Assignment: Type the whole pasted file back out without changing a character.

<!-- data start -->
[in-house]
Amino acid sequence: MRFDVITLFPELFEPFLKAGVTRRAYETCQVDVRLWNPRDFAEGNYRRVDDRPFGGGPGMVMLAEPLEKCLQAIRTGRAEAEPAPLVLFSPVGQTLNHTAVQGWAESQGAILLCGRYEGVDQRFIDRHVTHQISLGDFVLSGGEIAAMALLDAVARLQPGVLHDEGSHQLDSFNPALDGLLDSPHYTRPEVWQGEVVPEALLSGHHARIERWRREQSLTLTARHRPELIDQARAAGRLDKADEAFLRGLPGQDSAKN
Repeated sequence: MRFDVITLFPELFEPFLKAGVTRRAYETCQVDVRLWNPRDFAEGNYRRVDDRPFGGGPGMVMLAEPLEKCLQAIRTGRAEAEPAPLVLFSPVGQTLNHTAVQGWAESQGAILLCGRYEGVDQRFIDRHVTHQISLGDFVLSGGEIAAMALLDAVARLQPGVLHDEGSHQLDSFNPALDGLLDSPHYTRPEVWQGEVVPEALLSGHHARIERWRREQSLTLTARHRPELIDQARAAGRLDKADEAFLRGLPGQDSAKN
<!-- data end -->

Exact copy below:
[in-house]
Amino acid sequence: MRFDVITLFPELFEPFLKAGVTRRAYETCQVDVRLWNPRDFAEGNYRRVDDRPFGGGPGMVMLAEPLEKCLQAIRTGRAEAEPAPLVLFSPVGQTLNHTAVQGWAESQGAILLCGRYEGVDQRFIDRHVTHQISLGDFVLSGGEIAAMALLDAVARLQPGVLHDEGSHQLDSFNPALDGLLDSPHYTRPEVWQGEVVPEALLSGHHARIERWRREQSLTLTARHRPELIDQARAAGRLDKADEAFLRGLPGQDSAKN
Repeated sequence: MRFDVITLFPELFEPFLKAGVTRRAYETCQVDVRLWNPRDFAEGNYRRVDDRPFGGGPGMVMLAEPLEKCLQAIRTGRAEAEPAPLVLFSPVGQTLNHTAVQGWAESQGAILLCGRYEGVDQRFIDRHVTHQISLGDFVLSGGEIAAMALLDAVARLQPGVLHDEGSHQLDSFNPALDGLLDSPHYTRPEVWQGEVVPEALLSGHHARIERWRREQSLTLTARHRPELIDQARAAGRLDKADEAFLRGLPGQDSAKN